WASHINGTON - Federal prosecutors aren't turning over materials U.S. Sen. Ted Stevens needs to defend himself at his quickly approaching corruption trial, including possible criminal investigations and the medical records of the prosecution's star witness, the senator's lawyers complained Tuesday.
Stevens, the Senate's longest-serving Republican, is scheduled to stand trial later this month on charges of lying on Senate records about hundreds of thousands of dollars in gifts and home renovations he received from VECO Corp.
Stevens' lawyers want the Justice Department to find for them any information about an Alaska state investigation of its star witness, VECO founder Bill Allen.
State authorities are looking into whether Allen had sex with an underage girl in the mid-1990s, the Anchorage Daily News reported in February.
Federal prosecutors have provided no information about this to Stevens other than to say they know it's going on, defense lawyers said. "His cooperation with the government, and the nature of his testimony, may well be driven by the belief, whether justified or not, that his assistance to the government would guarantee him immunity or leniency in the state investigation," Stevens' lawyers said.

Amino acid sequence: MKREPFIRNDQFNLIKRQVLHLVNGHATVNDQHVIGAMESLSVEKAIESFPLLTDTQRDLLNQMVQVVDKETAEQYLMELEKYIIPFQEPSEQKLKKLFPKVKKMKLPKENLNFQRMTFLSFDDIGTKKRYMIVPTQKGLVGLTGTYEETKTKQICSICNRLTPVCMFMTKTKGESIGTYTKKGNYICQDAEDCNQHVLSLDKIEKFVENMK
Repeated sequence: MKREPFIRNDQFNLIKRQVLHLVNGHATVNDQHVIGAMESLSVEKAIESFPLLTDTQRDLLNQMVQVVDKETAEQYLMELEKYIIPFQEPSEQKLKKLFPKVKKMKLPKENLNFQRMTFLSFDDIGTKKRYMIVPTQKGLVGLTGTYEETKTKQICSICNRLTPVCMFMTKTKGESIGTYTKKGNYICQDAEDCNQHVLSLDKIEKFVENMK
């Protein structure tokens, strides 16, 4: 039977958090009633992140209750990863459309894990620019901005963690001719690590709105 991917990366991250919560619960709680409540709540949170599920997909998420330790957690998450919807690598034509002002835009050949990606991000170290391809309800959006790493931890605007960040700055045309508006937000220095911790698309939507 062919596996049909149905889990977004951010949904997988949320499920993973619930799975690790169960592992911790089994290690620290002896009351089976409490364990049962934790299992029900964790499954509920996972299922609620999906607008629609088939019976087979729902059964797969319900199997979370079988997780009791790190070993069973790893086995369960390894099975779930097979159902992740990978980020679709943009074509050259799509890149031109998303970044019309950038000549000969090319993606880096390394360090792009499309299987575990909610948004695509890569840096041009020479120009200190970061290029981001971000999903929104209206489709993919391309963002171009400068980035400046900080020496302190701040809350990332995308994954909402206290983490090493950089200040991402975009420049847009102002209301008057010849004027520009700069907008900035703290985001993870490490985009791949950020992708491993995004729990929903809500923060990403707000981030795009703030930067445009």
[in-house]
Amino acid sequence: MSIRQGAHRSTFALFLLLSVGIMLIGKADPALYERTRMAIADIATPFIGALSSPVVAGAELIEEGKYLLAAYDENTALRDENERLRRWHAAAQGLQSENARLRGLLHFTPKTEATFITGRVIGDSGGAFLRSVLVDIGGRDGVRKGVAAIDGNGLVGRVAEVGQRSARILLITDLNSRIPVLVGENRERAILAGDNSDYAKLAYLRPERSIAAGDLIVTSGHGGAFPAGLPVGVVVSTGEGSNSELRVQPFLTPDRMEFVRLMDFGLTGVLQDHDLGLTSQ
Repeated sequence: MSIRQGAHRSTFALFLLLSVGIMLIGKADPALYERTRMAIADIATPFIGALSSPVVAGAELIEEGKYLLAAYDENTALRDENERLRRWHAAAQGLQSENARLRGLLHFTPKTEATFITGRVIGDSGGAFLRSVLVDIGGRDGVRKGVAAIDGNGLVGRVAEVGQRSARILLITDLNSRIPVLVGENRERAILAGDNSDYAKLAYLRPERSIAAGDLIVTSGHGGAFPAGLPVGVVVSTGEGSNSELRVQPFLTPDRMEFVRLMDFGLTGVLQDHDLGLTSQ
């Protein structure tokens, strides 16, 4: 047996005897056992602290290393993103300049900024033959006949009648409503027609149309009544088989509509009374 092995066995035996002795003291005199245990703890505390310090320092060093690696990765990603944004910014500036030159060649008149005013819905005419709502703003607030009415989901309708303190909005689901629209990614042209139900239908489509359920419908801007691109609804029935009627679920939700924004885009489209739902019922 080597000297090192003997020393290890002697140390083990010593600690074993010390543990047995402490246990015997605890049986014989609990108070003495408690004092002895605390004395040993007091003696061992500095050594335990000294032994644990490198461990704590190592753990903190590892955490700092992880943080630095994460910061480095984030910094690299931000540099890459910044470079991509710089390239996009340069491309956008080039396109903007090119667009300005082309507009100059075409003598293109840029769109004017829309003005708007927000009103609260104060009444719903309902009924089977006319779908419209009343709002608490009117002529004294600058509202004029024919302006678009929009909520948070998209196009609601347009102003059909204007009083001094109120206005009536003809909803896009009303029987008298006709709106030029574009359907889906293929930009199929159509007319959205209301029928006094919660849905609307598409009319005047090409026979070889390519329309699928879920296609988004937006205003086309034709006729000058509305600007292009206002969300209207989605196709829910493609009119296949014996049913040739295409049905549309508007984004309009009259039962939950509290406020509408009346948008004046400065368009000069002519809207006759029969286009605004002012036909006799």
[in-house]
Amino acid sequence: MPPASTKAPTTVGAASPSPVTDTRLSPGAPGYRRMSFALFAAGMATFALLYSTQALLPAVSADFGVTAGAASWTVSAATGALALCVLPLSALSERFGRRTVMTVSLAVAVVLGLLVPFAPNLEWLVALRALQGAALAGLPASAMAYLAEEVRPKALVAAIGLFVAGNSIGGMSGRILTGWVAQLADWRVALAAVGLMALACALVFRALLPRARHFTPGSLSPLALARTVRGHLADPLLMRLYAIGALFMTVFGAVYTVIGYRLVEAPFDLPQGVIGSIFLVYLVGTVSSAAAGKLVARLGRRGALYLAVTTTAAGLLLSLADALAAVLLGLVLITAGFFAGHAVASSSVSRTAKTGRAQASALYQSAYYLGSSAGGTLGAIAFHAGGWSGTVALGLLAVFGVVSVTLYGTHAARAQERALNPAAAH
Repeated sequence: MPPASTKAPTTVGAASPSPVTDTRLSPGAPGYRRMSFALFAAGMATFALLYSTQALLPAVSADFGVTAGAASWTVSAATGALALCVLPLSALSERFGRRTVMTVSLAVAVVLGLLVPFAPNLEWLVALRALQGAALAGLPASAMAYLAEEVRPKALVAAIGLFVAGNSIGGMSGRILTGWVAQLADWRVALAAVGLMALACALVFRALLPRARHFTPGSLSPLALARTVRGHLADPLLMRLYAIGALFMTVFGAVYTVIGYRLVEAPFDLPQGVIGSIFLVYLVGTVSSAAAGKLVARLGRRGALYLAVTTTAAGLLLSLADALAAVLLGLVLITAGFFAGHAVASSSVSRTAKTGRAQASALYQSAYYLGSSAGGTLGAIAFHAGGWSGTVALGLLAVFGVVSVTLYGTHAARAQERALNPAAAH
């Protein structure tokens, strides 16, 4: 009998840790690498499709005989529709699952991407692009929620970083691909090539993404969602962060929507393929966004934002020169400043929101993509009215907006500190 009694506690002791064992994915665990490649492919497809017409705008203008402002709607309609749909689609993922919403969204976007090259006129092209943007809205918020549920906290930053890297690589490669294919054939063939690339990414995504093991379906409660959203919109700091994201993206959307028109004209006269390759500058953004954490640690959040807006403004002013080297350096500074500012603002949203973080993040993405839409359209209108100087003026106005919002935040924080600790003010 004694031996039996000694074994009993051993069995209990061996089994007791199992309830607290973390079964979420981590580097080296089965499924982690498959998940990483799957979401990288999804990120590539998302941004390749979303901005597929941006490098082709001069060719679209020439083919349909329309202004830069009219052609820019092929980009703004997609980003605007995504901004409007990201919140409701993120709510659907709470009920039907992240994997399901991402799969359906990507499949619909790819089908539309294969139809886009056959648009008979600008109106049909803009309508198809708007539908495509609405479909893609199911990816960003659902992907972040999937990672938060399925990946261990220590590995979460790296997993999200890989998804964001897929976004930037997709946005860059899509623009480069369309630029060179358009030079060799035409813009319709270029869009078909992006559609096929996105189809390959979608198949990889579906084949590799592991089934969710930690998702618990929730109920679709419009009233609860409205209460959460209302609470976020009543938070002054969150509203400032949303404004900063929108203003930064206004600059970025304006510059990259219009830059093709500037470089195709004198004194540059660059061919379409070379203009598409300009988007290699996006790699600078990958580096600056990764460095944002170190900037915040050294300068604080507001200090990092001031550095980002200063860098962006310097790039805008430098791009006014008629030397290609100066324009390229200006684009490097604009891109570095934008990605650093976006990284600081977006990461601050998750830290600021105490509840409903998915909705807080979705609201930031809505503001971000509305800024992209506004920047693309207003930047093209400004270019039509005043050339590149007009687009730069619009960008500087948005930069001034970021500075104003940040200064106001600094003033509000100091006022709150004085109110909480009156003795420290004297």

Stevens' lawyers also want the court to order Allen and his doctors to turn over all of his medical records regarding a 2001 motorcycle accident. Stevens' lawyers seem ready to challenge Allen on his memory and how much that motorcycle accident affected him.
Alaska State Troopers said Allen was driving a 2000 Harley-Davidson motorcycle when he attempted to stop behind a group of cars waiting for a vehicle turning left. He lost control of the motorcycle and tipped it over, officials said. Allen, who was not wearing his helmet, was thrown from the motorcycle and hit his head on the pavement.
"It hit me right where your speech in the brain ... is right here," Allen said in court testimony last year. "And about ... my brain was ... died about a ... about a quarter."
Government lawyers have said in earlier trials that the accident affects Allen's speech, but not his memory. Defense lawyers seem ready to challenge that.
"The defense is certainly entitled to test the accuracy of Allen's account and determine whether Allen's memory or ability to perceive were impacted when 'about a quarter' of Allen's brain 'died' in the accident," defense lawyers said.
The Justice Department also has yet to allow them to examine all of its grand jury exhibits, subpoenas and statements; FBI interview notes; drug and alcohol abuse information on its witnesses; and any possible plea agreements with VECO employees David Anderson and Robert "Rocky" Williams; defense lawyers said.
"With a trial a mere three weeks away, Senator Stevens is left with no choice but to seek assistance from this court to ensure that the government's dilatory tactics neither jeopardize the trial date nor compromise Senator Stevens' rights," they said.
U.S. District Judge Emmet Sullivan plans a hearing today.